nano robots medical bots microrobots

Microrobots made of crystals able to propel themselves through water

Image credit: Dreamstime

Molecular-sized microrobots that can propel themselves through water have been developed by scientists at Hokkaido University in Japan.

The tiny devices, which mimic the abilities of some living organisms, were created with a form of a microcrystal that utilises self-continuous reciprocating motion for propulsion.

Historically, there have been two major challenges to achieving this kind of movement. The first is to make a molecular robot that can reciprocally deform; the second is converting this deformation into propulsion of the molecular robot.

The research team built on their previous study that had solved the first challenge: the creation of molecular robots that can reciprocally deform. However, tiny objects cannot typically convert their reciprocal motion into progressive motion.

The scientists managed to achieve self-propulsion of the molecular robot in an experimental system where motion was confined to two dimensions.

The microrobot was powered by blue light, which drove a series of reactions leading to the fin flipping and the propulsion.

Due to the nature of the reactions, the motion was not continuous, but rather occurred intermittently. In addition, the molecular robots exhibited one of three different styles of propulsion: a 'stroke' style, with the fin in front; a 'kick' style, with the fin behind, or a 'side-stroke' style, with the fin to one side.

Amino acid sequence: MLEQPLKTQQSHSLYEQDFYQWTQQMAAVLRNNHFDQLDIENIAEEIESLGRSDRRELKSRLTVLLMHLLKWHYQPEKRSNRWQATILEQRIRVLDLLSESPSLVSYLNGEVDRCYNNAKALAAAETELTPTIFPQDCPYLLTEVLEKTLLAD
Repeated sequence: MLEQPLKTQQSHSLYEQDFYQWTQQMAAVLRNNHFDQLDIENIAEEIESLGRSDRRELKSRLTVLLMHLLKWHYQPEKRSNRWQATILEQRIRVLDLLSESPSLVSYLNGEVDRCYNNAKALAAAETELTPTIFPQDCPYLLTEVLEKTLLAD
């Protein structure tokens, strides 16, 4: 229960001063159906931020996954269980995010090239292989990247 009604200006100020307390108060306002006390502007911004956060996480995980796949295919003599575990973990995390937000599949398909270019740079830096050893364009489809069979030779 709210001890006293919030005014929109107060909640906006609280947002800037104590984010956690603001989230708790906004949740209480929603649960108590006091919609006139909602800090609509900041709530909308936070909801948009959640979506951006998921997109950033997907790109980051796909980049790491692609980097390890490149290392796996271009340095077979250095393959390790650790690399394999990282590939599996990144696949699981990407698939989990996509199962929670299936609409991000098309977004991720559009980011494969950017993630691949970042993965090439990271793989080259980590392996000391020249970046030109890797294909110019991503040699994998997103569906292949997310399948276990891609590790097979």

The nature of mobility was affected by the area of the fin and its angle of elevation; individual crystals propelled themselves in different directions and styles.

The scientists then created a computational minimum model to understand the variables that affected the propulsion in a two-dimensional tank. They were able to determine that fin length, fin ratio and elevation angle were the key variables affecting the direction and the pace of propulsions.

“The result, which demonstrated that tiny flappers can swim assisted by the anisotropy caused by confined spaces, could spur research into molecular robots” said Yoshiyuki Kageyama, research team leader assistant professor.

“A similar mechanism may be in the movement of small aquatic organisms in specific conditions such as inside eggs,” he added.

The research could be a stepping stone towards the development of nanorobots that could be used in a medical setting. In 2017, another team developed magnetic ‘nanowires’ that can be navigated into hard-to-reach crevices inside the human body to diagnose and treat illnesses.

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